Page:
“Gonna Die Tryin’ is full of first-rate musicianship”

Our lat­est album gar­ners this acco­lade and more from review­er Mar­ty Gun­ther, in the lat­est issue of Blues Blast Mag­a­zine. Here’s a reprint of the full review:

Vet­er­an New York singer/harmonica player/guitarist Chris O’Leary is a tal­ent­ed, down-to-earth blues­man who speaks from his heart, and that’s clear as a bell for Gonna Die Tryin’, his lat­est imprint on the Amer­i­can Show­place label.

A true Amer­i­can hero who spent sev­en years in the U.S. Marines, O’Leary’s approach deals dif­fer­ent­ly from many harp play­ers on the scene today. After his dis­charge, he spent six years as front man for Lev­on Helm’s band, The Barn­burn­ers, record­ed with Hubert Sum­lin and Bill Per­ry. He deliv­ers straight-ahead blues with a mod­ern feel, aid­ed by horns, which take his sound to anoth­er lev­el while giv­ing him space to deliv­er his ample vocal skills.

This is Chris’ fourth release since suc­cess­ful­ly mak­ing his debut as a solo record­ing artist in 2010 with Mr. Used To Be. That album earned the 2011 Blues Blast Music Award for best New Artist Debut Release. O’Leary’s most recent work, Live At Blues Now!, was a 2015 BBMA nom­i­nee for Live Album Of The Year. He’s backed here by his reg­u­lar align­ment of Chris Vitarel­lo (gui­tar), Andy Stahl and Chris DiFrancesco (tenor and bari­tone sax­es), Matt Ray­mond (bass) and Jay Devlin (drums). They’re aug­ment­ed by Bruce Katz on keys, Vin­nie Nobile on trom­bone and Willa Pan­vi­ni McCarthy and Lib­by Cabel­lo on back­ing vocals.

All of the mate­r­i­al here is orig­i­nal, and O’Leary writes about what he knows, some of it humor­ous, some reek­ing with images of the bat­tle­ground, as he paints a clear pic­ture of life in 21st Cen­tu­ry Amer­i­ca. Dur­ing the Viet­nam era, it wasn’t unusu­al for a blues artist to record songs about the hor­rors of war. Today, how­ev­er, O’Leary is in the minor­i­ty as he describes cur­rent war­zones and their effect on valiant folks who serve.

A catchy riff from Vitarel­lo, who’s stel­lar through­out, intro­duces “Can’t Help Your­self,” the first cut, the sto­ry of Bay­onne Bob­by, a tat­tooed ne’er-do-well who’s vowed to set­tle down with a good woman and make his moth­er proud. Despite his efforts, how­ev­er, he sim­ply can’t get out of his own way. O’Leary sug­gests it’s time to stop try­ing to be some­one else, fin­ish­ing the num­ber with an elec­tri­fy­ing harp solo that stops just short of distortion.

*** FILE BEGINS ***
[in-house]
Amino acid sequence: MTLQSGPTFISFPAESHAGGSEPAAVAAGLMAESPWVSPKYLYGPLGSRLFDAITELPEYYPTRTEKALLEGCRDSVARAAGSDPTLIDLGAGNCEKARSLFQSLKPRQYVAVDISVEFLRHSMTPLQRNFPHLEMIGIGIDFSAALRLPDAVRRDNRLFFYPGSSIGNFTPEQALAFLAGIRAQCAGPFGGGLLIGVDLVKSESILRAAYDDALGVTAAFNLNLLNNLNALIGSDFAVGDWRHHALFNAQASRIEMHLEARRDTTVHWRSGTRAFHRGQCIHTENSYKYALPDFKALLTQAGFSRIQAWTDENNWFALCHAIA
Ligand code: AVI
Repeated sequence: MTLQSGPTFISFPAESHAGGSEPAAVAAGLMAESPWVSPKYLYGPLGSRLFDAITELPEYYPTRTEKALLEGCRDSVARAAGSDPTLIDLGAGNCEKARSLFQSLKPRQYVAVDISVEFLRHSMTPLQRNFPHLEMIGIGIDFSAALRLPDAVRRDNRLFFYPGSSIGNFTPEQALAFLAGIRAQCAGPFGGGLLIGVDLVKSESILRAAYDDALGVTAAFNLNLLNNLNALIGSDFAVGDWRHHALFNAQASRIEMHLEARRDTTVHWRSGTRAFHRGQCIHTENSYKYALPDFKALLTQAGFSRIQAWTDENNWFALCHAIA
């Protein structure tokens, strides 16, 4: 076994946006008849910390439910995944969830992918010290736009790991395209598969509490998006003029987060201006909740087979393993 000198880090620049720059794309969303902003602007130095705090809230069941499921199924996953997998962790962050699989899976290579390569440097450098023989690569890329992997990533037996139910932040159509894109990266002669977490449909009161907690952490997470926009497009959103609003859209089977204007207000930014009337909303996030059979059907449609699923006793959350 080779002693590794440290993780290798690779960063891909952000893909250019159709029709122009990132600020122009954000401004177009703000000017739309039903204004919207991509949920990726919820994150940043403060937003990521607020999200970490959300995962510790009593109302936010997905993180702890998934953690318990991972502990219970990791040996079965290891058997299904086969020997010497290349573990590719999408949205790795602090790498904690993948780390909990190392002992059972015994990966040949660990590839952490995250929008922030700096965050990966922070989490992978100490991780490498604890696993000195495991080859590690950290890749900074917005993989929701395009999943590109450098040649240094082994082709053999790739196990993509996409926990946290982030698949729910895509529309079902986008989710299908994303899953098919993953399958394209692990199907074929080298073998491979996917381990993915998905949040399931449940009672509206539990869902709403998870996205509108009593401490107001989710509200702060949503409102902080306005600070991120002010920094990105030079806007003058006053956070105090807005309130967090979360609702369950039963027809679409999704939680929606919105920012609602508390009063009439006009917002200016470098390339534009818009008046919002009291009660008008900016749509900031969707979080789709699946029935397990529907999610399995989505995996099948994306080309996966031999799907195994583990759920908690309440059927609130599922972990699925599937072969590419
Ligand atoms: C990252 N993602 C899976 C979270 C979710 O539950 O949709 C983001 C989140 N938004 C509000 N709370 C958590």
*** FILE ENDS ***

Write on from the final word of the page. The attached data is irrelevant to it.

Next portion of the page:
“19₵ A Day” fol­lows with a lyri­cal­ly rapid-fire take on one of the biggest com­plaints work­ers deal with today: com­pa­nies out­sourc­ing labor to places where folks will toil for the mea­ger wages of the song’s title. The mil­i­tary theme makes its first appear­ance with ref­er­ences about the gov­ern­ment turn­ing its back on dis­en­fran­chised vet­er­ans who find them­selves being shut­tled from one agency to anoth­er, unable to secure jobs, unless elec­tion time is near and politi­cians actu­al­ly do some­thing to help in order to sway votes.

“Hook, Line And Sinker,” a love song deliv­ered with a Mem­phis feel backed by the horn sec­tion, fol­lows before the theme dark­ens once more. “Gonna Die Try­ing” pro­vides a funky, hor­rif­ic view of bat­tle using Sam­son vs. the Philistines for imagery before it evolves into visions of men with guns who have Satan in their ears spurring them on for more blood­shed. He’s got “the rules of engage­ment and the worst of inten­tions,” O’Leary says, and “there’s a razor-thin line between right­eous­ness and dyin’.” The theme con­tin­ues with “Let­ters From Home,” a sev­en-minute slow blues opus that details the pow­er of receiv­ing mail and phones from loved ones when at the front line.

“The Dev­il Drove To Town In A V8 Ford” and “The Machine” are both clever, per­co­lat­ing blues. The first depicts the bat­tle between good and evil with rich visu­al metaphors, the sec­ond being trapped in the pit­falls of every­day work­ing life. O’Leary puts his harp skills on dis­play for the care­ful­ly con­trolled “Walk­ing Con­tra­dic­tion,” which describes a woman who nev­er ceas­es to amaze, before “Har­vest Time,” a love song with a funky South­ern feel and lush horn arrange­ments. The lop­ing “One More Sat­ur­day Night” fol­lows before “Tell It To Me Straight” brings the disc to a close.

From the descrip­tion of the songs above, you’d think that O’Leary’s basi­cal­ly a hard-edged Marine, but don’t be fooled. He’s real­ly a softy at heart. He ded­i­cat­ed the album to his new­born son Jack­son, and the pair are depict­ed in a tru­ly heart­warm­ing image in the packaging.

Gonna Die Tryin’ is full of first-rate musi­cian­ship through­out, and O’Leary’s band is def­i­nite­ly a group on the rise. But it’s the mate­r­i­al that tru­ly shines. Avail­able from Ama­zon, iTunes or direct­ly from the label’s web­site. I’m def­i­nite­ly going to set this album aside for the end of the year and future award consideration.